Photo/Illutration Mio Sugita at a session of the Upper House Budget Committee on Dec. 2 (Koichi Ueda)

Mio Sugita, parliamentary vice minister for internal affairs and communications who has a history of uttering derogatory comments, said she will apologize to sexual and other minorities she may have offended.

She also told a Dec. 2 session of the Upper House Budget Committee that she retracts some, but not all, of the remarks in question that she made before she assumed her current post.

Sugita said she was not certain if her words were actually discriminatory when she was asked.

“I will carefully examine my past remarks, including whether they amounted to discrimination,” she said.

Sugita, 55, said her boss, internal affairs minister Takeaki Matsumoto, told her to withdraw some of the past comments and offer an apology to those offended.

Opposition parties have attacked Sugita, a Lower House member of the ruling Liberal Democratic Party, over whether she is fit for the post.

Her retracted comments included a passage in a magazine article in 2018 that said same-sex couples are “unproductive.”

She also retracted her description of ethnic Korean residents and Ainu aboriginal people from Japan who wore traditional costumes at a session of the U.N. Committee on the Elimination of Discrimination Against Women in February 2016. Sugita, who was also present at the session in Switzerland, called them “middle-aged women in cosplay” in her blog.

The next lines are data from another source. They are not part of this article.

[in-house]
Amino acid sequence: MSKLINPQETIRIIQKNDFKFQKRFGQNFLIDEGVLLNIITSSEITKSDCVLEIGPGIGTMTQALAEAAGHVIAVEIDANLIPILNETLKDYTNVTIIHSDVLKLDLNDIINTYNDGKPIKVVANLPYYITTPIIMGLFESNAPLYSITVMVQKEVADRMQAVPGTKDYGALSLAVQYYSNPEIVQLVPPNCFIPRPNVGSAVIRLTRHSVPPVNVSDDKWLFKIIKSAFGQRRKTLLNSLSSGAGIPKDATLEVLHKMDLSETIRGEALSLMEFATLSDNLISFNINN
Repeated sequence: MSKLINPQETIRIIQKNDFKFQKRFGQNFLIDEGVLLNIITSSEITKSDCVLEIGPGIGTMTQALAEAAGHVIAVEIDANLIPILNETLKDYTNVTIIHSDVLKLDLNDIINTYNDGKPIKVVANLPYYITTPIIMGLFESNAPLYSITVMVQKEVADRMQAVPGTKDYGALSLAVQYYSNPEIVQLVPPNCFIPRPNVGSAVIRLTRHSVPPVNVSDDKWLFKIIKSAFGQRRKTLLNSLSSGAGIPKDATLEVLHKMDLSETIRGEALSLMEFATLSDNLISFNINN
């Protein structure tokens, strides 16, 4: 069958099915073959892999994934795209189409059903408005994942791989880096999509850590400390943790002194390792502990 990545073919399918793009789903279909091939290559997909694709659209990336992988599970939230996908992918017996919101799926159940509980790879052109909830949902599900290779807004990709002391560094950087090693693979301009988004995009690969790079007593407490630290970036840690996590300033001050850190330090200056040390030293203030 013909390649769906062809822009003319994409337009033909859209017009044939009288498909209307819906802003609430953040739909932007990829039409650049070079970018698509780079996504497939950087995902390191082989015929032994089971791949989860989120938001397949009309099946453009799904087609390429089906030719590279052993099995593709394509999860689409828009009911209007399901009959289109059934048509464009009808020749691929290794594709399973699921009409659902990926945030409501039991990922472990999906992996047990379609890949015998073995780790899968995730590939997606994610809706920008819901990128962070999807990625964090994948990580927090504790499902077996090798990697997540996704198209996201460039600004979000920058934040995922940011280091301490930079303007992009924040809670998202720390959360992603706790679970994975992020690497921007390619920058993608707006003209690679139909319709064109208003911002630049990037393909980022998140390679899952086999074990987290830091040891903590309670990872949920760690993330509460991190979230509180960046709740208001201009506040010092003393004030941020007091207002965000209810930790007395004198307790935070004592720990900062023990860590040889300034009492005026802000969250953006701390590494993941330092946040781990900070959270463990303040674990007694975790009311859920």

However, Sugita said she would not take back other remarks, including those that infuriated victims of sex crimes.

Journalist Shiori Ito became a symbol of the #MeToo movement in Japan by speaking publicly about being raped in a hotel in Tokyo in 2015.

Sugita said Ito was also “at fault” for the incident.

In addition, the lawmaker said at a party meeting on relief programs for victims of sex crimes in 2020 that “women can lie as many times as they like.” 

At the Budget Committee meeting, Daisuke Tenbata, an Upper House member of the opposition party Reiwa Shinsengumi, said Sugita’s comments reflect a bygone era of a totalitarian government that sought to ostracize people with disabilities and homosexuals as a worthless existence in society.

Tenbata is disabled and uses a wheelchair.

Sugita was given her current post at the Ministry of Internal Affairs and Communications when the Cabinet was reshuffled in August.

The ministry has oversight on measures to prevent defamation and libel on the internet.

Opposition parties, as well as many people in the public, are simply aghast that someone with Sugita’s history could be appointed to such a position.

Prime Minister Fumio Kishida said Sugita is accountable for anything she has said previously.

But he reiterated that he will retain her at the post, saying he has placed the right people in the right jobs.